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In Practice: An Interview with Colleen Lyon (University of Texas at Austin)

Published onNov 02, 2021
In Practice: An Interview with Colleen Lyon (University of Texas at Austin)

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In this interview, Colleen Lyon, who is Head of Scholarly Communications at the University of Texas at Austin, talks with Colleen Cressman about her department’s efforts to make sharing research easier—from providing tools, such as Texas ScholarWorks and the Texas Data Repository, to offering classroom instruction, consultations, workshops, and learning communities. She also talks about the university’s focus on open practices with the Provost’s Sustainable Open Scholarship (SOS) Working Group and the ways she and her department have been able to “support open publishing initiatives that promise to be more financially sustainable over the long-term,” including a new arXiv overlay journal, Ars Inveniendi Analytica.

Tell us about yourself and what you do.

I’m the Head of Scholarly Communications at the University of Texas at Austin. Scholarly Communications at our institution includes management of repositories, research data services, open educational resources, open access, and copyright. My responsibilities for those services include Texas ScholarWorks (our institutional repository), open access, and copyright.

What is the Scholarly Communications unit at UT Libraries all about—its mission and priorities? What is its connection to open access?

Our unit is very focused on customer service. We consider both library staff and faculty, staff, and students at UT to be our patrons. We strive to spread information about the benefits of open practices and provide tools and support to make sharing research easier. We do that through tools like Texas ScholarWorks, Texas Data Repository, and the Texas GeoData Portal. We also offer training through workshop series, learning communities, classroom instruction, individual consultations, and customized training options. Finally, because we want to see a more sustainable scholarly communication system, we devote a portion of our collection development budget to open access initiatives.

What excites you about the future of scholarly communication and open access at UT Libraries?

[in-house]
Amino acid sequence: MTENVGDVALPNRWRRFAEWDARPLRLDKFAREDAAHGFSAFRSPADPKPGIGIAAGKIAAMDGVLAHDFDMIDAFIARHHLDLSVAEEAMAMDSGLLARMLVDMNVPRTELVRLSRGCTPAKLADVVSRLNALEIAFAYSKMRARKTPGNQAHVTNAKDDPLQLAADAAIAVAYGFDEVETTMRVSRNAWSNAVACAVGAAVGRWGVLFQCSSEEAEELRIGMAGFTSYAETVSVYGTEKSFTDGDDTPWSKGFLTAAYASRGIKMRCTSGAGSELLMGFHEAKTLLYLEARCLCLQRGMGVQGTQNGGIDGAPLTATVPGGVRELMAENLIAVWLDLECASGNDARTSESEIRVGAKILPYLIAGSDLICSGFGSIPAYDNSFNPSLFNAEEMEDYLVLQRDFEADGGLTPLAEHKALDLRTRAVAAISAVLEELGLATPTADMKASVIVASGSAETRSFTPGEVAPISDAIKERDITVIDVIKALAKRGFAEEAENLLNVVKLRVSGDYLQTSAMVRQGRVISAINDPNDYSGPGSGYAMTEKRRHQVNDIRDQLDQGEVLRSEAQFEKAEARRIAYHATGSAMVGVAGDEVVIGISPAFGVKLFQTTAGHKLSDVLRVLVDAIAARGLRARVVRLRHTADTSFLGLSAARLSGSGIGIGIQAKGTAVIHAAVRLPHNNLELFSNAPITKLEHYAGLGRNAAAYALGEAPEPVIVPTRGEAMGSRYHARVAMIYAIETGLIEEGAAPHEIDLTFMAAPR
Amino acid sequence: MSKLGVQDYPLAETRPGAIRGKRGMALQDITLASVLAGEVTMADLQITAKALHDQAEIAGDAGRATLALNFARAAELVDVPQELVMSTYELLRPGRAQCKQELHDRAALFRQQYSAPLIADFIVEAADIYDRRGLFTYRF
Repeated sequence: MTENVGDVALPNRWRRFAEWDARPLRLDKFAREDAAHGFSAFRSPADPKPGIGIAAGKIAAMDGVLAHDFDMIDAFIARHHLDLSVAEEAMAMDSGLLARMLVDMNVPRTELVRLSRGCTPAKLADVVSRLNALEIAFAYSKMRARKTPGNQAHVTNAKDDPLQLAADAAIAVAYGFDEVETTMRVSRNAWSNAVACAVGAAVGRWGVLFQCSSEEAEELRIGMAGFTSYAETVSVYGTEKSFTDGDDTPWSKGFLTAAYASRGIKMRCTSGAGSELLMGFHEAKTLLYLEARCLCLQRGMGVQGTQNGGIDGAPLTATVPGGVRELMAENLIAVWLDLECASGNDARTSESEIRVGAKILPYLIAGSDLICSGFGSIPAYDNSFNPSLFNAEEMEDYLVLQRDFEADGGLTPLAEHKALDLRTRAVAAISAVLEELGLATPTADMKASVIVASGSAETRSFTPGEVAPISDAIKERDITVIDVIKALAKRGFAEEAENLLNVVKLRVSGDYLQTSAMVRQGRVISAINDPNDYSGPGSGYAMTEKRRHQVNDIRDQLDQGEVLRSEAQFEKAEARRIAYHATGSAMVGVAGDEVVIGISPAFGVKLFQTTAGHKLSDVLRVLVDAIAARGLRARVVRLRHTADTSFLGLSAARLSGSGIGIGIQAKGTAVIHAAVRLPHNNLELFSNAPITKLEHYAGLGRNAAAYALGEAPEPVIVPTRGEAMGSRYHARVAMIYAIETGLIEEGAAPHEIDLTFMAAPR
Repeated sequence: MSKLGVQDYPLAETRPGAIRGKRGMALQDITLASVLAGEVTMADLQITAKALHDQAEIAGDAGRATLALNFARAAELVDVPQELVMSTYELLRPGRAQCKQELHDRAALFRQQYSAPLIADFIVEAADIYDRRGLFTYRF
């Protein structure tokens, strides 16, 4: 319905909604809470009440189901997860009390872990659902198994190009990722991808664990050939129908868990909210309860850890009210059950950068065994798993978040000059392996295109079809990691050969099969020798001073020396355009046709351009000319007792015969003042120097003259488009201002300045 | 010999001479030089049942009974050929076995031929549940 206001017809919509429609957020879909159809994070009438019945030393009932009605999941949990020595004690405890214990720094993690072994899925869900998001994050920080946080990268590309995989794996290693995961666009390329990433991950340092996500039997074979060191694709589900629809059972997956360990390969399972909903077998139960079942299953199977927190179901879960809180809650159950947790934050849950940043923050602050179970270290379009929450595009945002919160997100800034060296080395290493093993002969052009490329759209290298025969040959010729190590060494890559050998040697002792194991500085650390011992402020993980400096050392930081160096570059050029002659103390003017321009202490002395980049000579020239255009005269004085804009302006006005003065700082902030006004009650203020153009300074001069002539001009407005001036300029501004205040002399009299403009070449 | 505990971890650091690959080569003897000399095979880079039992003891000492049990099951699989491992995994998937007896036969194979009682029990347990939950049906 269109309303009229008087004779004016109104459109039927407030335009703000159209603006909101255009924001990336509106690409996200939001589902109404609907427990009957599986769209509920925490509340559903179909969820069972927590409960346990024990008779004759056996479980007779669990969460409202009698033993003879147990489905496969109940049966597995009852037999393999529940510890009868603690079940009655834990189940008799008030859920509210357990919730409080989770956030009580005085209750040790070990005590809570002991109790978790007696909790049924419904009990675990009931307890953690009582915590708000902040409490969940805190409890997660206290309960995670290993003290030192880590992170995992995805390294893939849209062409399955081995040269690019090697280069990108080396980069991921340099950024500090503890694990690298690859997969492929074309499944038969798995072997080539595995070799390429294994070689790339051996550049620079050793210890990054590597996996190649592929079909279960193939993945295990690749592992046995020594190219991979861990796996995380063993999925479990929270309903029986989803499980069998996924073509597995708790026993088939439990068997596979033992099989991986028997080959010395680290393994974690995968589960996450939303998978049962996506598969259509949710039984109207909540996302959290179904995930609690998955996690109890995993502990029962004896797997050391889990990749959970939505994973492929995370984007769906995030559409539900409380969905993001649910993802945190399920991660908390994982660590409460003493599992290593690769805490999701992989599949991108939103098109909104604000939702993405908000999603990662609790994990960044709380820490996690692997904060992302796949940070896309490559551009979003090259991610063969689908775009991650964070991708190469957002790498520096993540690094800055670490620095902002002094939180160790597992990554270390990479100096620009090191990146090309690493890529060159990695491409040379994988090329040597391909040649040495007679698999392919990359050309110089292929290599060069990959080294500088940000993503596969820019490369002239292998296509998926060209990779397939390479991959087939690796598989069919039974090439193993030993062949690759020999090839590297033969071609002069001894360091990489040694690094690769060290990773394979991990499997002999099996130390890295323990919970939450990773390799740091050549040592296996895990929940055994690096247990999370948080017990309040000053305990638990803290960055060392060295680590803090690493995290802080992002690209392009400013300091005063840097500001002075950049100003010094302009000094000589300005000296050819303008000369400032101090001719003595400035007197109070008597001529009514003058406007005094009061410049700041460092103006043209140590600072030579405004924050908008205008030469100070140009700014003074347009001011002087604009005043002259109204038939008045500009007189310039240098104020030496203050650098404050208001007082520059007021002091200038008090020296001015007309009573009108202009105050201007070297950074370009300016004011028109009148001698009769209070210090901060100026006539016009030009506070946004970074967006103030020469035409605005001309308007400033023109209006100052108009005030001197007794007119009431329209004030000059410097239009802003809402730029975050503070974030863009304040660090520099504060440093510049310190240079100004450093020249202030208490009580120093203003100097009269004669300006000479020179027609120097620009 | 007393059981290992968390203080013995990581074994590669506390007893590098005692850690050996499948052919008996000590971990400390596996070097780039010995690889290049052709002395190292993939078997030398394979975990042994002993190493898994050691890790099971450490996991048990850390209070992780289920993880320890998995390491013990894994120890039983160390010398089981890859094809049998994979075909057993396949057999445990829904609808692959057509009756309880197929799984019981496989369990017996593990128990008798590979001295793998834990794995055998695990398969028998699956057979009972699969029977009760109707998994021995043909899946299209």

I’m very excited about the growth of our open access memberships, which, broadly speaking, include open access publishing opportunities (including publishing OA data) and the related infrastructure to make open access publishing possible. We are seeing more opportunities to support open publishing initiatives that promise to be more financially sustainable over the long-term. 

Specifically, we have had the opportunity this past year to financially support a new arXiv overlay journal called Ars Inveniendi Analytica. The Editors-in-Chief of the journal, Francesco Maggi from the University of Texas at Austin, and Enrico Valdinoci from the University of Western Australia, were very interested in creating a high quality analysis journal that would be free to readers and to authors. They are doing concrete work towards creating more sustainable publishing options for mathematicians and we are happy to help support that objective. This project is especially rewarding because we are also working with colleagues at Harvard University Library, including Colleen Cressman, who are providing support for the logistical aspects of starting up the journal, i.e. what kind of policies need to be in place, how do you get an ISSN, what is the process for getting indexed, etc. We don’t often get to work collaboratively with other libraries on projects like this so it is a great learning opportunity.

I’m also encouraged by the increasing focus on open practices by our university’s administration. This past year, faculty and staff from across the university worked on the Provost’s Sustainable Open Scholarship (SOS) Working Group. We had four subcommittees working on open access, open data, open educational resources, and licensing and negotiation. Those committees have submitted their individual reports and that work is being compiled into a comprehensive report that will be shared with campus in the next month or so. I am hopeful this report will give a boost to the work that is already happening to support open access, and create new opportunities to make all UT Austin research more widely available.

What challenges do you anticipate, either at UT Libraries or in the open-access ecosystem more generally?

I think the biggest challenge we face is inertia. Researchers have been publishing in specific ways for decades or even hundreds of years. It can be hard to pivot and try new things or to take the time to reassess the evaluation rubrics that are used for promotion and tenure. That’s part of the reason why I think exploring different OA options is helpful—we’re more likely to find something that works for a wide range of people.

Anything you’d like to share regarding upcoming UT Libraries initiatives, to close?

I’m really looking forward to the coming year. We have some new open access initiatives we’re investigating; the SOS report should be released soon; our open education program is really taking off; and we are continually investigating ways to make our repositories easier to use for both depositors and readers.

Editor’s Note: Learn more about Ars Inveniendi Analytica.

Text: © 2021 the President and Fellows of Harvard College and Colleen Lyon, and licensed under a Creative Commons Attribution (CC BY 4.0) license

Media: Header image by Agnes Monkelbaan, CC BY-SA 4.0 via Wikimedia Commons

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